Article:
Our Privacy/Cookie Policy contains detailed information about the types of cookies & related technology on our site, and some ways to opt out. By using the site, you agree to the uses of cookies and other technology as outlined in our Policy, and to our Terms of Use.

Close

Jack Rabbit Vs. Cotton Tail

By Jean-LouisJ | Updated September 26, 2017

Jupiterimages/Photos.com/Getty Images

Jackrabbits aren't really rabbits, and cottontails don't have tails of cotton. The former is a hare; the latter's tail is a white ball of fur. Though different, they both live in nests above ground.

Hares

Jackrabbits are hares, leoprids belonging to the genus Lepus. They are larger than rabbits and were named for their ears which caused people to call them "jackass rabbits," but the name was shortened over time.

Rabbits

Cottontail rabbits are leoprids of the species Lepus sylvaticus. Their name comes from their fluffy white tail which resembles a ball of cotton. There are several species, but the eastern cottontail is the most common.

Jackrabbit Range

There are five species of jackrabbits, all found in central and western North America. Black-tailed jackrabbits are common in American deserts, scrublands and open spaces. White-tailed jackrabbits are found in North America's plains, farmlands and wooded areas.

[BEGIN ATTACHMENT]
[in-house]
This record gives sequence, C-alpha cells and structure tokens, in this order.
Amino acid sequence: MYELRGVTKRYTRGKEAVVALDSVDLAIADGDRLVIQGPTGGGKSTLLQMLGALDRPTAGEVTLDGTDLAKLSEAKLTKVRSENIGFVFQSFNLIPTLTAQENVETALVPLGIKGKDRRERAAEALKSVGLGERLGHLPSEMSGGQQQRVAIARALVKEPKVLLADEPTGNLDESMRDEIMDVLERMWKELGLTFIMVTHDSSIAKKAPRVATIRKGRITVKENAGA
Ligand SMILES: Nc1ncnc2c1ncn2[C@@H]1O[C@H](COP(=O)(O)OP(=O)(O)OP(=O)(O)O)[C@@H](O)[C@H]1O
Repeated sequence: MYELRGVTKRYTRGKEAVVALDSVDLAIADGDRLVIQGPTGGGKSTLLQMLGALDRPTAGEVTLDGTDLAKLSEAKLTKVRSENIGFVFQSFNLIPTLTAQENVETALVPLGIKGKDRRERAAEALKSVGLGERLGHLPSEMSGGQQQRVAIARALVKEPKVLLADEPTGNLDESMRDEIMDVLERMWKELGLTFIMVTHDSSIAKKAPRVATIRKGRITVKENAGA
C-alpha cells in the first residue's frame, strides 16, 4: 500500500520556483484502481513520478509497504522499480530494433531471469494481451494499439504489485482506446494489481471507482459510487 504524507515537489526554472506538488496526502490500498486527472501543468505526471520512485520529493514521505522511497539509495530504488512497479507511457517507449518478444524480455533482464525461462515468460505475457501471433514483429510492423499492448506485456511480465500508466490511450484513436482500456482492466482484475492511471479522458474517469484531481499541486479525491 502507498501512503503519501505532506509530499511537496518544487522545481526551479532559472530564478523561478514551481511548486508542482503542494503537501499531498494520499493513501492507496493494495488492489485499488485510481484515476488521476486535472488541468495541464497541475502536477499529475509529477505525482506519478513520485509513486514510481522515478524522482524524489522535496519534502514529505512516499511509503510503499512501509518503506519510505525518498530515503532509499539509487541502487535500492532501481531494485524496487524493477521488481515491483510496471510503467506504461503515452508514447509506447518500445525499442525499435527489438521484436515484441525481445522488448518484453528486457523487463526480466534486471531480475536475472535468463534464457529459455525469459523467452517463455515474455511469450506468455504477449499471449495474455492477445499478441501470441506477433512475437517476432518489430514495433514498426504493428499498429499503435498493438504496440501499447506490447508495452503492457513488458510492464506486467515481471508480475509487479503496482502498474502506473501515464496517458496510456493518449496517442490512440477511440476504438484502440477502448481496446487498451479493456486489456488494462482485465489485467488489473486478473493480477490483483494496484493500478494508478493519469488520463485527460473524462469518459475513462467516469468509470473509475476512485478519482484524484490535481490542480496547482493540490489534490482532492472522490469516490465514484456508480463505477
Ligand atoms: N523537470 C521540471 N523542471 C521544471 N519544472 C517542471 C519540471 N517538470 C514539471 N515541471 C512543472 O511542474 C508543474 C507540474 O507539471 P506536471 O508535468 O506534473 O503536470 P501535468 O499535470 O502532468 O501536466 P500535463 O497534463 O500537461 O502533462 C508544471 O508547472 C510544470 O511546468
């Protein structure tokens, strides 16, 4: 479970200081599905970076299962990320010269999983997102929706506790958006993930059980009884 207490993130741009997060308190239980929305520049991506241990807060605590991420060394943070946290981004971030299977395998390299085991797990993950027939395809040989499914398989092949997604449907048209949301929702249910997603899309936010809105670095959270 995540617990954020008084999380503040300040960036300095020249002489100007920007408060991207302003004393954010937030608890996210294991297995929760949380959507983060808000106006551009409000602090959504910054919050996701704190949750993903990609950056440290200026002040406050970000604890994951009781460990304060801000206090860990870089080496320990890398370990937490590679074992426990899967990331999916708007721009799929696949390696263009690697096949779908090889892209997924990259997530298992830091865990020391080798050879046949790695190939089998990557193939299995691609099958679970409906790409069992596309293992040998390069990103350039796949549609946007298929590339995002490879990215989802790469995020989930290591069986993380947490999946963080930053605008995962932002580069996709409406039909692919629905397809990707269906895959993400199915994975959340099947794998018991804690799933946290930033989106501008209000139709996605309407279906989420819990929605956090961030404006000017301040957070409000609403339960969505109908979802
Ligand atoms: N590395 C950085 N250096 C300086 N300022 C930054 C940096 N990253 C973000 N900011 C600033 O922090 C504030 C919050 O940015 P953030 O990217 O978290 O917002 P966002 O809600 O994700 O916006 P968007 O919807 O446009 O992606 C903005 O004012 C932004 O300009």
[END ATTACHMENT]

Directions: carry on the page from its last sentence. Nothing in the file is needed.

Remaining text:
Cottontail Habitat

The cottontail is found from Canada to South America and, in the United States, from the East Coast to the Great Plains. They inhabit the edges of open spaces, such as fields, meadows and farms, but can adapt to other habitats such as where humans live.

Bearing Young

When born, jackrabbits are fully furred with open eyes. They can fend for themselves soon after birth and are called precocial. On the other hand, cottontail young are blind and hairless when born and are called altricial. Female hares and rabbits can have multiple litters a year, each with up to six young.

Speed

Hares and rabbits, due to their powerful hind legs, are speedsters. The hare can reach speeds up to 40 miles an hour while the smaller rabbit can attain speeds up to 20 miles per hour. They both run in zig-zag patterns to confuse their predators.

Video of the Day

Brought to you by Cuteness
Brought to you by Cuteness

Photo Credits

  • Jupiterimages/Photos.com/Getty Images

Author

Jean-Louis Jacobs has been a writer and editor since 1980. He has been published in newspapers, online, and in "Persimmon Hill," the magazine of the National Cowboy Hall of Fame and Museum. He has a Bachelor of Arts degree in English from University of North Carolina at Charlotte and did postgraduate work in history at Georgia State University.

Cite this Article A tool to create a citation to reference this article Cite this Article